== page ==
Needless to say, 75% of them were Harleys of every model and configuration, but there was kind of an interesting mix of other bikes as well. The Triumph looked brand new, but the BMW looked like it had seen better days. I do have to give the Beemer guy (or gal?) credit though. The bike had dirt caked up all over it. I just can't imagine hossing around that big ole heavy bike out on some trail. There was hardly any sportbikes though. I guess the average sportbike rider in Dallas doesn't get up early enough to get the good parking spots.



The was a trials bike demo held by the GasGas folks with their world champion rider. Their 280 trials bike is pretty cool and weighs around 190 pounds. This ain't your dad's old Montessa (even though they still make the Cota) or Bultaco, that's for damn sure. Their rider on the other hand... KICKS ASS! Besides doing the "standard" climbing up the sides of trailers and various other obstacles...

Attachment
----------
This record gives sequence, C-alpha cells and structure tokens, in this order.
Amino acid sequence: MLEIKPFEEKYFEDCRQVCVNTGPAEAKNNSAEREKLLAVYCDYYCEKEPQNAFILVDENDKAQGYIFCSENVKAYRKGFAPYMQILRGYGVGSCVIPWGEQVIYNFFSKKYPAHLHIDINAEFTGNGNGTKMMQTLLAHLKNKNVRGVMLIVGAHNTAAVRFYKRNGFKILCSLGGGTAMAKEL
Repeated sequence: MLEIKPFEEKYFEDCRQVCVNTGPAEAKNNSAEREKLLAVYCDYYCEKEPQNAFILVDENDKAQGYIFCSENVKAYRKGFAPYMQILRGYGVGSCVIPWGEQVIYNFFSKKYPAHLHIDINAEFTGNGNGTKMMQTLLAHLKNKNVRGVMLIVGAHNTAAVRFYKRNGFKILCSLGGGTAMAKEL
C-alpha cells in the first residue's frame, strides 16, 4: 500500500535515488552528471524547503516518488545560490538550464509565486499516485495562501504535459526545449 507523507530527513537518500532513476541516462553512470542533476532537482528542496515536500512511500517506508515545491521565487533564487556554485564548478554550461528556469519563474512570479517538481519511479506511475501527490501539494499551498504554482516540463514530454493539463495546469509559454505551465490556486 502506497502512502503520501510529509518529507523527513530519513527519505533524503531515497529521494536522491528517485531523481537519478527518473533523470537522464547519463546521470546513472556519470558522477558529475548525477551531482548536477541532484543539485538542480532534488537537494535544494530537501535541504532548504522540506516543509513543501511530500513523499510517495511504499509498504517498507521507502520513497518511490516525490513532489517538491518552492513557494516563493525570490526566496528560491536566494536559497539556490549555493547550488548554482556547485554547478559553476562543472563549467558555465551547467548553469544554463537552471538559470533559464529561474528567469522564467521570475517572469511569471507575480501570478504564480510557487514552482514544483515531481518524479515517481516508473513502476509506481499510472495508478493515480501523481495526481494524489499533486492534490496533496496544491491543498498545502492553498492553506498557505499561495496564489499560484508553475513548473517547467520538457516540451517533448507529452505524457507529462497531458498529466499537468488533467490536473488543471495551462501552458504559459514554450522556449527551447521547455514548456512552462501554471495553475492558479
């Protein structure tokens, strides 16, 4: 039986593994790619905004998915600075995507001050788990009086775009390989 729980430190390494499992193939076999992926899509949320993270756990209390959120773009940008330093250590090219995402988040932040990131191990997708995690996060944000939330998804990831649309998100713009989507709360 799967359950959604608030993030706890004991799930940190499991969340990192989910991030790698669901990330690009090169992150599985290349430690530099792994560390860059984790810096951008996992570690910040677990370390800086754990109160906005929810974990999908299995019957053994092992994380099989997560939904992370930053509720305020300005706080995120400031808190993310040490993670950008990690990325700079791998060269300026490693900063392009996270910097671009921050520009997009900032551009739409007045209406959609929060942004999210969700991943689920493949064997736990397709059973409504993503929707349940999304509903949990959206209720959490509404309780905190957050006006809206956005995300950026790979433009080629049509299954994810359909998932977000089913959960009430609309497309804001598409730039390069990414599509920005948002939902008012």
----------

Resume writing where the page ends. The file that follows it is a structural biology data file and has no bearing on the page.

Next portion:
... he also bunny hopped over "volunteers" from the audience. The most impressive stunt was doing a stoppie on the slick concrete. How was that impressive? His front wheel stopped less than an inch from this guy's CROTCH (who was laying on the floor... SPREAD EAGLE)!

The rider had a microphone in his helmet and would talk to the host of the show and the audience. When he wasn't in the middle of a stunt, he'd just stand on the pegs while the bike wasn't moving. I don't think he "tapped" (put a foot on the ground) for the whole damn show. Pretty impressive.



There was also plenty of accessory vendors there as to be expected. The majority of them seemed to lean towards the cruiser and touring riders, but that too is to be expected. I did buy myself an "obligatory" (if you go to a show, you gotta buy at least one...) t-shirt from Reeper Wear (http://www.reaperwear.com/Tip%20Toe%20Large.htm). I also got my 4 year old grand daughter a shirt that says, "NAPS SUCK! LET'S RIDE!". The only other thing I bought was a fairly neat little battery trickle charger and tester set up, called the "Battery Doc" (http://www.operatingtech.com). HEY! It was just $40!

I could go on with the BS, but you lucky this time. Tomorrow night, you'll get the REAL scoop on the Show. Okay, so there's no "scoop". Everything about the '03 models are already been covered by every bike rag out there. Ah... but they won't have the "Elk Spin" to it.